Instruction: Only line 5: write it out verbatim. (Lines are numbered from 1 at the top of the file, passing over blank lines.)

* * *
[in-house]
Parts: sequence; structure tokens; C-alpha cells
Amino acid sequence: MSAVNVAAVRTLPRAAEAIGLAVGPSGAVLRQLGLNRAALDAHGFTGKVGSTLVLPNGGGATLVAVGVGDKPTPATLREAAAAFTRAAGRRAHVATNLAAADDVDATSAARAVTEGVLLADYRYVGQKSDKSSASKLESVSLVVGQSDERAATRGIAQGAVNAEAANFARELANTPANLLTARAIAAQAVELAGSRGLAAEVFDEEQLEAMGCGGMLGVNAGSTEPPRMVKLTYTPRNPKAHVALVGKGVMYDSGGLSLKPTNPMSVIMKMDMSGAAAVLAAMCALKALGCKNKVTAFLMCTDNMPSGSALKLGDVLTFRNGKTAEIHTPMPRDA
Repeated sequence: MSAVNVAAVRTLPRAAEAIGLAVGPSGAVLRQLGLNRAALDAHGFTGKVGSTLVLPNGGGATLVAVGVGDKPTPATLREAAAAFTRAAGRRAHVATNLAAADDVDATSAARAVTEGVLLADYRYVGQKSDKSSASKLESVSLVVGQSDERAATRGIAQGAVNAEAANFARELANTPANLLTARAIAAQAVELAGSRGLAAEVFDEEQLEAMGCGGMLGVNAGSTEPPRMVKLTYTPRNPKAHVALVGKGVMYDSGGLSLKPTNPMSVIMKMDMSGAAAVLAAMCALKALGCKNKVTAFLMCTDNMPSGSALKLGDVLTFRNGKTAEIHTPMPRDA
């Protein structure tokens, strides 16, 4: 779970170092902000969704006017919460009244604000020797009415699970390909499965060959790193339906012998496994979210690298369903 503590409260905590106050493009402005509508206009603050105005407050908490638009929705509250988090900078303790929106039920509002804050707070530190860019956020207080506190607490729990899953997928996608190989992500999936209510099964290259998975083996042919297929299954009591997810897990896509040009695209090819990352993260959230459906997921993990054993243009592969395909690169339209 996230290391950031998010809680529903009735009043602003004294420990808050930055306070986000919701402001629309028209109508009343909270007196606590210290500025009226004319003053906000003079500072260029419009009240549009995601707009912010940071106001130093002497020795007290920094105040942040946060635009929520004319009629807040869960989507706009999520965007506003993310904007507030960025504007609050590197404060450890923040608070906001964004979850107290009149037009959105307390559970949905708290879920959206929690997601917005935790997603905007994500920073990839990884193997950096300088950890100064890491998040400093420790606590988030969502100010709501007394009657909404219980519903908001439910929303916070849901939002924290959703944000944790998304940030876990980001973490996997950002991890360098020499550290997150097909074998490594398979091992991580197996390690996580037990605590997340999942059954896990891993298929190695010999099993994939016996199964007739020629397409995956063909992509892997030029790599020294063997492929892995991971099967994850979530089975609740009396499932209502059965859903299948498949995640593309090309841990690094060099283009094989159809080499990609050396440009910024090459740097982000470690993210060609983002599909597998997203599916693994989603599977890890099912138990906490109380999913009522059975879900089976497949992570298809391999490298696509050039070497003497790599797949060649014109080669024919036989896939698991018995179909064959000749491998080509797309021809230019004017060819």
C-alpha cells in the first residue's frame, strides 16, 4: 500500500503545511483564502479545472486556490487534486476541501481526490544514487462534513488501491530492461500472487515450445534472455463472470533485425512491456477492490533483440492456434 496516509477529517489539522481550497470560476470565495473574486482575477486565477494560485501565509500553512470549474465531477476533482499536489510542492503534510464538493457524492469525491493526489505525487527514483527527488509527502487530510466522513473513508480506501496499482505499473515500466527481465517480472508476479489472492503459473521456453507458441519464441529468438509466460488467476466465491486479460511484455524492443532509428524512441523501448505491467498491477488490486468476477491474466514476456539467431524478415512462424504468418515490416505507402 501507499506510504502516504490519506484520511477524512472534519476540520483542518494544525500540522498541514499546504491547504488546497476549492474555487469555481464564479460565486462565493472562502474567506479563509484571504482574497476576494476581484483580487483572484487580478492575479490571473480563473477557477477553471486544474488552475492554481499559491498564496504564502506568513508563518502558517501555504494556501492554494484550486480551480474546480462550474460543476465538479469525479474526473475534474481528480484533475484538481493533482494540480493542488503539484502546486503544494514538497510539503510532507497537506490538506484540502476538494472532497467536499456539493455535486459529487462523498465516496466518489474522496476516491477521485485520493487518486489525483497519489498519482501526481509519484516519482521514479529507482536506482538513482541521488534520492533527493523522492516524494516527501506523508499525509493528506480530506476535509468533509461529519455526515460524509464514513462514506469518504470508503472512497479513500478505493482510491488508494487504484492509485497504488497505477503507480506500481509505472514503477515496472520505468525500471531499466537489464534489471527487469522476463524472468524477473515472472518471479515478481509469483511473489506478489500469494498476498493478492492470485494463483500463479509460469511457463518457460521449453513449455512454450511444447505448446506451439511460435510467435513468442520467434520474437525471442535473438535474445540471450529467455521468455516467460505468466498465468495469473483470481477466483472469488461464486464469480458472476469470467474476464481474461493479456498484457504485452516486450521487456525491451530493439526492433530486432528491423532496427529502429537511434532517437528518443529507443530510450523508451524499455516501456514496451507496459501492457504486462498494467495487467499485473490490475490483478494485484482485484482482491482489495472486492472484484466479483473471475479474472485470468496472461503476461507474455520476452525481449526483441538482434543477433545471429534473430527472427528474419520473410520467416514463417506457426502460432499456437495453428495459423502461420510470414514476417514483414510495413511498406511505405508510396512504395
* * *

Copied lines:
């Protein structure tokens, strides 16, 4: 779970170092902000969704006017919460009244604000020797009415699970390909499965060959790193339906012998496994979210690298369903 503590409260905590106050493009402005509508206009603050105005407050908490638009929705509250988090900078303790929106039920509002804050707070530190860019956020207080506190607490729990899953997928996608190989992500999936209510099964290259998975083996042919297929299954009591997810897990896509040009695209090819990352993260959230459906997921993990054993243009592969395909690169339209 996230290391950031998010809680529903009735009043602003004294420990808050930055306070986000919701402001629309028209109508009343909270007196606590210290500025009226004319003053906000003079500072260029419009009240549009995601707009912010940071106001130093002497020795007290920094105040942040946060635009929520004319009629807040869960989507706009999520965007506003993310904007507030960025504007609050590197404060450890923040608070906001964004979850107290009149037009959105307390559970949905708290879920959206929690997601917005935790997603905007994500920073990839990884193997950096300088950890100064890491998040400093420790606590988030969502100010709501007394009657909404219980519903908001439910929303916070849901939002924290959703944000944790998304940030876990980001973490996997950002991890360098020499550290997150097909074998490594398979091992991580197996390690996580037990605590997340999942059954896990891993298929190695010999099993994939016996199964007739020629397409995956063909992509892997030029790599020294063997492929892995991971099967994850979530089975609740009396499932209502059965859903299948498949995640593309090309841990690094060099283009094989159809080499990609050396440009910024090459740097982000470690993210060609983002599909597998997203599916693994989603599977890890099912138990906490109380999913009522059975879900089976497949992570298809391999490298696509050039070497003497790599797949060649014109080669024919036989896939698991018995179909064959000749491998080509797309021809230019004017060819």